The aspirin augmented standardized lactulose mannitol test as a measure of the 'health' of the gastrointestinal tract : a thesis presented in partial fulfilment of the requirements for the degree of Doctor of Philosophy at Massey University, Palmerston North, New Zealand
In this thesis, I studied the ‘classical’ lactulose mannitol test for intestinal permeability that has been used to measure the integrity of the intestinal mucosa and thus to provide an index of recovery from inflammatory bowel disease (IBD) and from autoimmune diseases such as coeliac disease. Perusal of the literature indicates that the protocol for the test has not been standardized and a variety of different test protocols have been used. Hence there are differences in the duration of urinary sampling, the doses of the two test probes, the volumes of fluid consumed during the test and the administration of the test during the fasted or fed state. There is therefore a need for a standardized test.
The bulk of the research conducted in this thesis was to develop an optimal protocol with a standardized osmolarity (720 osmol l-1) for the test solution that contained 10 g of lactulose and 5 g of mannitol dissolved in 100 ml of water. Similarly the total fluid intake was standardized to 700 ml. The volumes of fluid consumed over the experimental period were also standardized in order to control for any osmolar effects of the test drink and to hydrate the subjects sufficiently to enable them to produce half-hourly urine samples of a reasonable volume.
The rates of excretion and the timings of the peaks in the excretion of mannitol and lactulose were found to vary over time in healthy subjects. Hence the rate of mannitol excretion peaked during the first two hrs whilst the rate of lactulose excretion peaked at four hrs. The correlation between urinary excretion with intestinal transit times were confirmed using a wireless motility capsule. The work with the wireless motility capsule indicated that the probe sugars were in the small intestine from 2½ - 4 hrs and in the proximal colon from 4½ - 6 hrs following dosage with the test solution. Hence a sample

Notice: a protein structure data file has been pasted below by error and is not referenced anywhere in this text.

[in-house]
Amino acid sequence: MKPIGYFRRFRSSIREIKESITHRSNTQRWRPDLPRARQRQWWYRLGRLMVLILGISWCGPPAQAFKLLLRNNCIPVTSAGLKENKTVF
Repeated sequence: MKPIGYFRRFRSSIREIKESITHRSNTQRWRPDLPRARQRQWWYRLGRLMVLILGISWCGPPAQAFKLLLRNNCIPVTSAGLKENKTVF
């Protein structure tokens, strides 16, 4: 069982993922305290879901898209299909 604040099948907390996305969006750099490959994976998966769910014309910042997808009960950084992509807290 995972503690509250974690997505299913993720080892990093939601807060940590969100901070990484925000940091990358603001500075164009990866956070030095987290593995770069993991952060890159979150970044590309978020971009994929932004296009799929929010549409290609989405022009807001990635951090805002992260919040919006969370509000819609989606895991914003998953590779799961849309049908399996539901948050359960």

collected during the 2½ - 4 hr period is best for assessing permeability of the small intestinal mucosa in healthy subjects. The wireless motility capsule also confirmed that the standardized dose of the lactulose mannitol did not influence gastric transit time or that through the small intestine and large intestine. These findings confirmed that the standardized test was determining absorption during transit of the test sugars through the small and the large intestine.
The effect of co-dosage with 600 mg of aspirin in the standardized test was then examined as a means of assessing the effect of a reproducible noxious stimulus on the absorption of the sugar probes. This agent augmented small intestinal permeability to lactulose and decreased its permeability to mannitol. Furthermore dosage with aspirin amplified the effect of a pre-existing adverse stimulus such as smoking. Hence the aspirin augmented test could conceivably be used to ‘unearth’ sub-clinical inflammation. Further work explored the effect of an antioxidant, ascorbic acid, on mucosal permeability. The results showed that, rather than mitigating the adverse effects of aspirin, ascorbic acid augmented intestinal permeability.
In summary the work in this thesis has enabled the development of a standardized test that optimizes the ability of the lactulose mannitol test to detect clinical disorders of absorption. Further, augmenting the test with a single dose of aspirin may be useful as an index of gut health or robustness.
Content removed from digital version of thesis due to copyright reasons: Sequeira, I. R.,
Lentle, R. G., Kruger, M. C., & Hurst, R. D. (2015).
Ascorbic acid may exacerbate aspirin-induced
increase in intestinal permeability. Basic and
Clinical Pharmacology and Toxicology, 117(3), 195-203.